Justin Bailey jgbailey at gmail.com
Fri Nov 10 12:43:23 EST 2006

```On 11/9/06, Brandon Moore <brandonm at yahoo-inc.com> wrote:
> Looks nice, especially if you're just getting started.
>
> The overall structure looks good, I've just made a bunch of
> little changes to the details. Mostly I found repeated patterns
> to replace with library functions or extract as helper functions.

Thanks very much! I really appreciate you taking the time to look
through this code and perform the refactoring you did. Now, I hope you

>
> Getting a little fancier, defining the fold over your expression type
> captures the recursion pattern in eval and generate. It's fairly
> handy for defining constant folding too, if you want that.

Do you have any tips for recognizing these patterns? Its still hard
for me to see them. Is there a general way to think of them? Comparing
the two code pieces, I can see how the structure of the recursion was
similar, but not the same. Is there a "pattern" for which pieces are
common and which are unique? For example, I can think of foldl as
"folding" a function over a list, with a given base case. Is there
something similar for thinking about recursion?

> I wonder, what's the programming equivalent of a black hole?

To stretch the analogy to the breaking point, what about virtual
particles and Hawking radiation? And what does the event horizon look
like? LOL.

> foldExpression val stmt = f
>   where f (Val n) = val n
>         f (Statement op l r) = stmt op (f l) (f r)

This is great. It took me a while to realize that 'val' is a function
for translating values, and 'stmt' is for translating statements.
Really cool!

>    number  = fmap (Val . read) (many1 digit) <?> "number"

How is this working? I read it as 'map (Val (read)) (string)' ('map',
because its applied the List version of fmap).  Is that correct? How
does 'read' get the string argument? I would assume read is evaluated,
and then its result and the string would be passed as arguments to
Val. Clearly that's not right - can you correct me?

>
> -- Takes an AST and turns it into a byte code list
> generate = foldExpression generateVal (\op l r -> l ++ r ++ generateOp op)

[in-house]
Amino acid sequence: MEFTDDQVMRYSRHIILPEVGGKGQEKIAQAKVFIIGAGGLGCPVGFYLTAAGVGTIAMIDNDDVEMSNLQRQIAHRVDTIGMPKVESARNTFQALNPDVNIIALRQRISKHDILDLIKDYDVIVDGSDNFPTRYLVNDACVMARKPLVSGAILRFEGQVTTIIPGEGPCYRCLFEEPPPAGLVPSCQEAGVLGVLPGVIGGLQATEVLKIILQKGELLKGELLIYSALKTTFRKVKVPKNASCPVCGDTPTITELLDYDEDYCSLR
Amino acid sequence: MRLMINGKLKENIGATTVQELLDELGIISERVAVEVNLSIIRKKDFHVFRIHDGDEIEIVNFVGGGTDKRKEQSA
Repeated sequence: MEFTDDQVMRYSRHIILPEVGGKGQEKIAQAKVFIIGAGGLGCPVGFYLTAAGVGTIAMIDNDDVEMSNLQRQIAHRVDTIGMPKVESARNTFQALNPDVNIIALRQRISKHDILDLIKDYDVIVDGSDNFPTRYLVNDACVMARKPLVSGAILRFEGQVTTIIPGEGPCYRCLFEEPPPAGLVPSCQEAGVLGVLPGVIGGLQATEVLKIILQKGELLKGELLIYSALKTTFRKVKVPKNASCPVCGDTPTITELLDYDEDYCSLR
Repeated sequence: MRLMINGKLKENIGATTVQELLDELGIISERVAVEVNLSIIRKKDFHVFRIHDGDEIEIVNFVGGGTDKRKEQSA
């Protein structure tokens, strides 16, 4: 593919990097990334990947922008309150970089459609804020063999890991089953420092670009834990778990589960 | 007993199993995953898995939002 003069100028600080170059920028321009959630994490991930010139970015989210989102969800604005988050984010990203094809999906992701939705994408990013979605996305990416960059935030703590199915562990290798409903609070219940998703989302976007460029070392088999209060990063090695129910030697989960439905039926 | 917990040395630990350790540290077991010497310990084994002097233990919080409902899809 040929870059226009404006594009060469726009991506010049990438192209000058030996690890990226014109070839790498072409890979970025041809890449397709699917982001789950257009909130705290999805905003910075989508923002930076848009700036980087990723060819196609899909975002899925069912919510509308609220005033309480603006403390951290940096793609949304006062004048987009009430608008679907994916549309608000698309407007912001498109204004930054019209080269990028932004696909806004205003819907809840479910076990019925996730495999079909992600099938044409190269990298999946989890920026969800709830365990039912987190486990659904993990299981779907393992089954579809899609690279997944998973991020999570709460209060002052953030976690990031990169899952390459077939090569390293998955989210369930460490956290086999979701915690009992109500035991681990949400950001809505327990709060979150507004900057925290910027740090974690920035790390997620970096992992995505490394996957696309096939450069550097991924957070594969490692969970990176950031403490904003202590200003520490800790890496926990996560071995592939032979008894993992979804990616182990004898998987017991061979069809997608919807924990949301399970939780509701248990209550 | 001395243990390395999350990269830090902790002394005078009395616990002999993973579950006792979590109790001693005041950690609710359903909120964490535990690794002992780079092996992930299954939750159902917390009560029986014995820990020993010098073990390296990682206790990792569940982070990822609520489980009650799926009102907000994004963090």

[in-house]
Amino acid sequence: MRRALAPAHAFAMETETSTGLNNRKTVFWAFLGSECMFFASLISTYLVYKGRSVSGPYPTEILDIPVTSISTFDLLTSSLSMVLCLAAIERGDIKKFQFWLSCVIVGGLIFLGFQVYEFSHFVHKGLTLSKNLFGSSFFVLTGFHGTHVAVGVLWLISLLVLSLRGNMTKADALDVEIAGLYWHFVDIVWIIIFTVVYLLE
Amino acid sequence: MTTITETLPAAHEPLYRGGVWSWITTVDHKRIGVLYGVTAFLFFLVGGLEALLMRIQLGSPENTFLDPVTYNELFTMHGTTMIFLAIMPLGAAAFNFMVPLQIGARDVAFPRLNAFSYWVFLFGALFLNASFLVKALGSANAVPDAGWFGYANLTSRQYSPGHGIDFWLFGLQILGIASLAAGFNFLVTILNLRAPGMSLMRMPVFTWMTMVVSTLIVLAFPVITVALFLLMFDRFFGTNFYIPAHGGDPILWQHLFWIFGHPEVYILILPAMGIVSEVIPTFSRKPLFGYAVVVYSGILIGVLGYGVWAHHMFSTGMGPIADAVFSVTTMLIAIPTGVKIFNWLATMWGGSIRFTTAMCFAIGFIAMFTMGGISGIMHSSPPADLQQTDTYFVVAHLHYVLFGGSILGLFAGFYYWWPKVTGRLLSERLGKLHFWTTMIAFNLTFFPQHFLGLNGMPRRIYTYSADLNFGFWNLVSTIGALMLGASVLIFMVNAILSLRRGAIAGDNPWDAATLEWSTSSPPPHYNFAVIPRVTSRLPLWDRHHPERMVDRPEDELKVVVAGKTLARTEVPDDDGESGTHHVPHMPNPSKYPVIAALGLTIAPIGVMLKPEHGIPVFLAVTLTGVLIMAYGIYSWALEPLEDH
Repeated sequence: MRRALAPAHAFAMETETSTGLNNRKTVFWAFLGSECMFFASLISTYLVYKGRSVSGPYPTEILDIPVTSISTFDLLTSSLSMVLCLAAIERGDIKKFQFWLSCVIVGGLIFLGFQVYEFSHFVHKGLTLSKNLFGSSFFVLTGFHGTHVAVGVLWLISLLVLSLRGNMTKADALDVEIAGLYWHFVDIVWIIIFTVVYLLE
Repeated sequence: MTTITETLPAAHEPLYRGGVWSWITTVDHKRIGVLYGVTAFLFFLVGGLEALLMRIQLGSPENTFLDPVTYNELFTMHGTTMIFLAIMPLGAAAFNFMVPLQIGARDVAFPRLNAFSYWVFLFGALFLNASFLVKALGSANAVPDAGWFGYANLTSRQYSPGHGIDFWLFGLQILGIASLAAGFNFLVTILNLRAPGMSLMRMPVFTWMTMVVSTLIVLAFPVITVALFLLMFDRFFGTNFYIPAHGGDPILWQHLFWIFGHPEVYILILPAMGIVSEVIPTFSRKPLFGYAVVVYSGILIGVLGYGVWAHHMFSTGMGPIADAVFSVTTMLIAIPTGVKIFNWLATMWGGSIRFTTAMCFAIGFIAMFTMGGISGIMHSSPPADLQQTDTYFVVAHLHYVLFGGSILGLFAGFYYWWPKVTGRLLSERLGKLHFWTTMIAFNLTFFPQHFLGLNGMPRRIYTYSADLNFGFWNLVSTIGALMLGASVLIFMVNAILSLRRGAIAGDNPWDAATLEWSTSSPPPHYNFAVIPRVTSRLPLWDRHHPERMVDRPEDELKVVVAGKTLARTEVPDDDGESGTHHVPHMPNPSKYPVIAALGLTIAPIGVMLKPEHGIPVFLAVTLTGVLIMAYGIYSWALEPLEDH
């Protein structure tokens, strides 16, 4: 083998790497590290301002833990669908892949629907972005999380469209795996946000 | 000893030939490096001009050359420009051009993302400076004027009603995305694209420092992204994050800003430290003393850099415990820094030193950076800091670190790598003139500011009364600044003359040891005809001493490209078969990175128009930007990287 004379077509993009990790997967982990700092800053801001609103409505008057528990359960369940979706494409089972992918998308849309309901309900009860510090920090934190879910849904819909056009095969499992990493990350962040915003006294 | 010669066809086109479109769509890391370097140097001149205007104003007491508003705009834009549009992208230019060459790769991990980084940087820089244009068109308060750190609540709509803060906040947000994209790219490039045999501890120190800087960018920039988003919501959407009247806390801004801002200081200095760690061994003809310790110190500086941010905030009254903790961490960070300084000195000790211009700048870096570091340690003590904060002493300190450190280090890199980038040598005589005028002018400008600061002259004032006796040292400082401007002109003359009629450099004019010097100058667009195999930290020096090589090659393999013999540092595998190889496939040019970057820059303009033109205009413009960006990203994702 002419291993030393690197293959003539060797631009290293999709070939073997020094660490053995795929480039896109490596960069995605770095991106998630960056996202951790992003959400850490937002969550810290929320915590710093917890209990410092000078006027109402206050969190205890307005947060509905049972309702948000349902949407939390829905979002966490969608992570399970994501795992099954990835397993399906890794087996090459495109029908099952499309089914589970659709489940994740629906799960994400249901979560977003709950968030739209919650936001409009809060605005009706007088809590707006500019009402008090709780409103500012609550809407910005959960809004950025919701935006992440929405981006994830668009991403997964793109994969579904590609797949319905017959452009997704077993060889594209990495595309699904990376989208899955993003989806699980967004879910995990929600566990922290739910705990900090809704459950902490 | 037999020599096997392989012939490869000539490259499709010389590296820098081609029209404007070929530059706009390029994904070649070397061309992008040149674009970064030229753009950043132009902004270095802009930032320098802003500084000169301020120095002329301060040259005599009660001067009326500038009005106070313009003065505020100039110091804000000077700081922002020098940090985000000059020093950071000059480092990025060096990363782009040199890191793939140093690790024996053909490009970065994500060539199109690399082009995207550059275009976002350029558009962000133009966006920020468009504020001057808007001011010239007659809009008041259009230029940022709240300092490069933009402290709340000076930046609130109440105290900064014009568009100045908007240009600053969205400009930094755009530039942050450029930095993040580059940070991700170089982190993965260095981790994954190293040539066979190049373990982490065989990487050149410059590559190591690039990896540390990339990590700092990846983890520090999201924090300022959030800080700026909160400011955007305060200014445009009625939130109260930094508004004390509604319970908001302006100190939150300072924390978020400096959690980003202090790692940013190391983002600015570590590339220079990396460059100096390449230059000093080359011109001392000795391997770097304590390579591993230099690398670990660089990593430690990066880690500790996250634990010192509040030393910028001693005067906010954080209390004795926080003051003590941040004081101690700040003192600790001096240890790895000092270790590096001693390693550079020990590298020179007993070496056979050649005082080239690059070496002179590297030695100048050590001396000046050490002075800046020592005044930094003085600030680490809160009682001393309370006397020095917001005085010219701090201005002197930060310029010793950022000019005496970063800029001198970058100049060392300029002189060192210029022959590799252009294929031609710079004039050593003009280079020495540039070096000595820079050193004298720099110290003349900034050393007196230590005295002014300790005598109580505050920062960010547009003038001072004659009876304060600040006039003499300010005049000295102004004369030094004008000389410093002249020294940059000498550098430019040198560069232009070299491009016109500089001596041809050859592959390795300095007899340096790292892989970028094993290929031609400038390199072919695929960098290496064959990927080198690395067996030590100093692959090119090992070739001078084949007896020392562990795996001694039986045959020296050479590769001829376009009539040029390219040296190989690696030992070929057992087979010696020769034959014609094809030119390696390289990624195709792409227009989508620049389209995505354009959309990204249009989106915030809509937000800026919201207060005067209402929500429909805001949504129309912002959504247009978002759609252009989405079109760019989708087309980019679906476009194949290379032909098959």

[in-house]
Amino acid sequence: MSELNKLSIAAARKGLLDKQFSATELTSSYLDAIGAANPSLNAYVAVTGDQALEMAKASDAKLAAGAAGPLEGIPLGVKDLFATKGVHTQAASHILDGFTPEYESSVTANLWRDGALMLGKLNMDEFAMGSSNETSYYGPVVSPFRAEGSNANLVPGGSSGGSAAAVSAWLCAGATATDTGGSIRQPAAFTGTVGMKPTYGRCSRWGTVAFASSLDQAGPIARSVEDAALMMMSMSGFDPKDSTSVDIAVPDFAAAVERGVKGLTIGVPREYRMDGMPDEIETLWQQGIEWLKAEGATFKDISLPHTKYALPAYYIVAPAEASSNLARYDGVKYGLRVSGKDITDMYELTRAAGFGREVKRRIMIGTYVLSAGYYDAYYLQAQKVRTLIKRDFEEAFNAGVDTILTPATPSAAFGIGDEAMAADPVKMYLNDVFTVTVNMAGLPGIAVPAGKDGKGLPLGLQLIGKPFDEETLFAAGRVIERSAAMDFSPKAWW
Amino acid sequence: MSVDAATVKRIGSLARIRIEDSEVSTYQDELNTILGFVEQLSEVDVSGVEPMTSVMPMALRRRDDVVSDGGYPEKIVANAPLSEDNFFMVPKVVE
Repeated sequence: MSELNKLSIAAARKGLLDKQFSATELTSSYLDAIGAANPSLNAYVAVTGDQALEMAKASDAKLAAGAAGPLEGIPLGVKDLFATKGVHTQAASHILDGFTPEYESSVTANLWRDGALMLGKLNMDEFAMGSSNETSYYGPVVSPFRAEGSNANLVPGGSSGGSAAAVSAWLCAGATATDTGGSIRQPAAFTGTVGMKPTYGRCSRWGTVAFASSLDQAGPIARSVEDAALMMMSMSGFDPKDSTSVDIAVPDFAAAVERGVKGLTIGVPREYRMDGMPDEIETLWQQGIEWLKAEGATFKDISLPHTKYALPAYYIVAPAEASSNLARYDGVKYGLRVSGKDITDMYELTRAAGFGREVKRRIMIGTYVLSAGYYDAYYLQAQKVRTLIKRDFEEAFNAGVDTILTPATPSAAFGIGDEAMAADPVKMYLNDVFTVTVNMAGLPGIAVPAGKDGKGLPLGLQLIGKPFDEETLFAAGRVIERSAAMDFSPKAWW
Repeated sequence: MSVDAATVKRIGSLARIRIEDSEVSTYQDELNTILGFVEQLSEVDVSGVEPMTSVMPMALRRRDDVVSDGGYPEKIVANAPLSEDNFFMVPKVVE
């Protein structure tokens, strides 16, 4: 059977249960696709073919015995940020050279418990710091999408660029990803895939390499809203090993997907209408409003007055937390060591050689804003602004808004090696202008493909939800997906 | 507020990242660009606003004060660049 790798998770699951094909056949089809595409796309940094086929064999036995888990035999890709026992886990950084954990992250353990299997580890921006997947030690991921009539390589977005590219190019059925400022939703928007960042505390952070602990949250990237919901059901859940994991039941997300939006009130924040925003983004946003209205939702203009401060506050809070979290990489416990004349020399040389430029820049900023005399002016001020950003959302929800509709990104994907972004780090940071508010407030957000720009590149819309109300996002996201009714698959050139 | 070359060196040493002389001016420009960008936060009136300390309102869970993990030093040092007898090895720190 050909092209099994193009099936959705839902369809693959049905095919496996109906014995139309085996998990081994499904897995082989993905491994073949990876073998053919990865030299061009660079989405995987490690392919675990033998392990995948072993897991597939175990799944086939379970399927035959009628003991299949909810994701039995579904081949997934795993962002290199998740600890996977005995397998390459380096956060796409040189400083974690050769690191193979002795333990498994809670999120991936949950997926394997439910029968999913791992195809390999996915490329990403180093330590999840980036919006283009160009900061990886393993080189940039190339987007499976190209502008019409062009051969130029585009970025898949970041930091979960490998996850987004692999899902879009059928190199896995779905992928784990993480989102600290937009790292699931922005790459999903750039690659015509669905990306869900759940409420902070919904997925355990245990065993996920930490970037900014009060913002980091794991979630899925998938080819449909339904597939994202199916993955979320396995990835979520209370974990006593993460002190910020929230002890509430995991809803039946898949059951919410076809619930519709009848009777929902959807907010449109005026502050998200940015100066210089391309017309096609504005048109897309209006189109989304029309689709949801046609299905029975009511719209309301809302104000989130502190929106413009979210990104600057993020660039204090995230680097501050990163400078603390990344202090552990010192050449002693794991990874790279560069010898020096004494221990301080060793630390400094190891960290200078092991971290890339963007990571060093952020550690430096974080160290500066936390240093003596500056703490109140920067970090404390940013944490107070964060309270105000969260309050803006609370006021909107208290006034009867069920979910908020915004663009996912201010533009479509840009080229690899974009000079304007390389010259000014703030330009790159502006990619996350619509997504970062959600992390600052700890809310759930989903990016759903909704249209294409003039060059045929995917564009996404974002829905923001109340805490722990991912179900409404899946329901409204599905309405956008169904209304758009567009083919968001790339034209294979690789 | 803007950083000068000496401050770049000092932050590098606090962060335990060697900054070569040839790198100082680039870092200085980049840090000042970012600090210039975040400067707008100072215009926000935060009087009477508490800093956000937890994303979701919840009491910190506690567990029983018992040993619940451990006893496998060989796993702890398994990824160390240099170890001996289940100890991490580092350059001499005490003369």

>     where generateVal n = if abs n > 2^(2*8)-1
>                              then [CONST n]
>                              else [LCONST n]
>           generateOp op = case op of
>               Minus -> [SUB]
>               Mult -> [MUL]
>               Div -> [DIV]
>               Mod -> [MOD]
>               Pow -> [POW]

This is what clued me into how foldExpression was working. I
especially like how the lambda works to generate the correct bytecode
for the operator, and how "l" and "r" are already recursively
evaluated by the "f" function returned from foldExpression. I just
wonder how I'll ever spot similar patterns ;)

> eval_tests = suiteResults (checkResult (eval . parse))
>
> generate_tests = suiteResults (showResult (generate . parse))
>
> interpret_tests = suiteResults (checkResult (fromIntegral . interpret []
> . compile))

Above are all more examples of partial functions and function
composition. I understand the first concept, but function composition
escapes me somehow. What are the rules for partial functions getting
arguments when they are eventually supplied? For example, in
'interpret_tests' I can see that the function (fromIntegral .
interpret . compile) gets applied to the statement via 'checkResult',
but it seems to me that fromIntegral should get teh argument (i.e.
because I read it is '(fromIntegral (interpret (compile)))'). Clearly,
I'm wrong. Do arguments get consumed by partially applied functions
regardless of their "depth"?

Thanks again for your time looking at this code and maybe even